Growing the next generation of researchers at RCM Research Conference
Midwifery research has an impact right on the front line and is the bedrock for safer and better care says the Royal College of Midwives (RCM), ahead of its second annual research conference on 23 March.
Midwives from across the UK will be coming together virtually to talk about the latest midwifery research including the impact of the pandemic on maternity services.
“There is a direct connection between midwifery research and care. It is the basis on which of all our practice is based and it is the reason care for women and babies is getting safer and better,” said RCM Chief Executive Gill Walton. “Without research and the evidence coming from it we would be practising in the dark,” she added.
Among the highlights is a keynote speech from Professor Jane Sandall, who will be outlining her plans for midwifery research in her new role as NHS England and Improvement’s first Head of Midwifery Research and how it will affect NHS policies, strategies, and front-line care. “I am delighted to be offered this exciting new role working with the Chief Midwifery Officer’s team in NHS England and NHS Improvement,” said Jane, adding: “This is an unprecedented opportunity for midwives in the UK which s leading the world on this issue.”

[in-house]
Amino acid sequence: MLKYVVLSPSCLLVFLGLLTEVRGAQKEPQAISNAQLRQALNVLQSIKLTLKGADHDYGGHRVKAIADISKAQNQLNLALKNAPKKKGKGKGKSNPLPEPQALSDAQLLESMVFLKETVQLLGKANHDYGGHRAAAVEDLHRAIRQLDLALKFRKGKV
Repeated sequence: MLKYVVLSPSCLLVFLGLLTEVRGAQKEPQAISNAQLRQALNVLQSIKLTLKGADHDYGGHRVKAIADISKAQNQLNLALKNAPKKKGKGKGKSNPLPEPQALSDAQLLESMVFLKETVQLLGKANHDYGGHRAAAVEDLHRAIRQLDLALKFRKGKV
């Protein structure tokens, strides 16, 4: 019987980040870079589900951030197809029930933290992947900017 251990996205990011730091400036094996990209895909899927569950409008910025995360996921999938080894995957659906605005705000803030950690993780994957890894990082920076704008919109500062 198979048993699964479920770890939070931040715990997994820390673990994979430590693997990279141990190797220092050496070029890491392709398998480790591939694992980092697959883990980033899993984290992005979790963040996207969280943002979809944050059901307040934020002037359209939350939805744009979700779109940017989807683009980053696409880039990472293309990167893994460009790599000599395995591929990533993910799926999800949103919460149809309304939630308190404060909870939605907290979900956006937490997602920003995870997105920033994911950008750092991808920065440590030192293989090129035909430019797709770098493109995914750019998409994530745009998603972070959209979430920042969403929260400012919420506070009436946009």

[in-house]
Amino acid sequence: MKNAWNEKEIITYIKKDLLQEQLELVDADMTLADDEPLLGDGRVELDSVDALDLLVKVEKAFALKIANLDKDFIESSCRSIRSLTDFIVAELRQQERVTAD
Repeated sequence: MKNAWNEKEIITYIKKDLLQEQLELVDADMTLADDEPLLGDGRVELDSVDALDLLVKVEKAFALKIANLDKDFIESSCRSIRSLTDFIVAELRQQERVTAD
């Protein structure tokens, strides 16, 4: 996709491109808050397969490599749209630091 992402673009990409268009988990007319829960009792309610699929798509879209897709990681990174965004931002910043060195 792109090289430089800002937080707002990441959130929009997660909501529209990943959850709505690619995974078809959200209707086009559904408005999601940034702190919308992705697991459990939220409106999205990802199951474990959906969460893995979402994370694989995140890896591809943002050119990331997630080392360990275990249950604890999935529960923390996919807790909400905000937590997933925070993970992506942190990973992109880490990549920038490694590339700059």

Growing the next generation is this year’s conference theme and speakers will cover topics including identifying priorities for research and securing the right support through PhDs . MIDIRS will also highlight how its resources can support evidence-based practice. There will also be presenters covering topics as diverse as supporting black women to engage in research, midwifery led care during the pandemic and the experiences of trafficked women.
Jenny Cunningham, the RCM’s Research Advisor, said: “Research is relevant to all of us and, in reality, we do it every day through using up-to-date evidence to inform our practice. We can all be researchers however small the scope or scale, and wherever we are in our careers. ,” said Jenny. “This conference is a great opportunity to find out more about getting more involved in research and how it supports every one of us, no matter if you are a Professor in a university or a newly qualified front-line midwife,” she said.
The RCM Research Conference is free to all RCM members. To register for the conference and for more information on the conference programme see https://www.rcm.org.uk/rcm-events/2021/research-conference/.
To read about the RCM’s research strategy, resources and activities see https://www.rcm.org.uk/promoting/learning-careers/research-and-funding/.